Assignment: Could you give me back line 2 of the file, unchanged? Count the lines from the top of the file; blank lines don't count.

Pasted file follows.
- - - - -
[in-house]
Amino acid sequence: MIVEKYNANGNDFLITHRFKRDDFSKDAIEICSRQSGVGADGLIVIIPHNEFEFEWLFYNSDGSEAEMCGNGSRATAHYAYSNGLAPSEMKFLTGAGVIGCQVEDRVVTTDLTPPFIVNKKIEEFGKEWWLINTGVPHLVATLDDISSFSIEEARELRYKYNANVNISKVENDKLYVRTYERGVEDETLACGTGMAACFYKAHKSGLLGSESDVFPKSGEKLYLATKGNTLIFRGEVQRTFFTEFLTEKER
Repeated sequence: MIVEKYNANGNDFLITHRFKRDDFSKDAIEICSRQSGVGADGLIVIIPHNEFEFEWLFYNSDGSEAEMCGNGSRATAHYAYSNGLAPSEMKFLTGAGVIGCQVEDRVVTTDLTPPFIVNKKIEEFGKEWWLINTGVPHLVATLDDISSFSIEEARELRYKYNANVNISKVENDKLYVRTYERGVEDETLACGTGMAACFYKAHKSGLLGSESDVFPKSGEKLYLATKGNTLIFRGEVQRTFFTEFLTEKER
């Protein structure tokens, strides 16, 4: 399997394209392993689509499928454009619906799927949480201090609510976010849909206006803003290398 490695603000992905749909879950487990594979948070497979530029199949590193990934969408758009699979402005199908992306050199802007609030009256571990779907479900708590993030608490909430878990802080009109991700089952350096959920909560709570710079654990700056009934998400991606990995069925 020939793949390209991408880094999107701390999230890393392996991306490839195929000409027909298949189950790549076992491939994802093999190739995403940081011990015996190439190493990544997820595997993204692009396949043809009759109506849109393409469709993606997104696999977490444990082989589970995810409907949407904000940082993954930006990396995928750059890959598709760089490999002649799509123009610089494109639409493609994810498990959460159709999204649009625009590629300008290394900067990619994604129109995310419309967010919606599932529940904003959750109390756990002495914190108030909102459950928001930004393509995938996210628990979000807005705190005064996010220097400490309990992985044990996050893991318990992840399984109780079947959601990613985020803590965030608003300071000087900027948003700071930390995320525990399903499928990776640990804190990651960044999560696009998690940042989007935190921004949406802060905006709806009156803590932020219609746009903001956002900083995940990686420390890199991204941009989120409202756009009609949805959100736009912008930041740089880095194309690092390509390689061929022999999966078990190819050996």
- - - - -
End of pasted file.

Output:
Amino acid sequence: MIVEKYNANGNDFLITHRFKRDDFSKDAIEICSRQSGVGADGLIVIIPHNEFEFEWLFYNSDGSEAEMCGNGSRATAHYAYSNGLAPSEMKFLTGAGVIGCQVEDRVVTTDLTPPFIVNKKIEEFGKEWWLINTGVPHLVATLDDISSFSIEEARELRYKYNANVNISKVENDKLYVRTYERGVEDETLACGTGMAACFYKAHKSGLLGSESDVFPKSGEKLYLATKGNTLIFRGEVQRTFFTEFLTEKER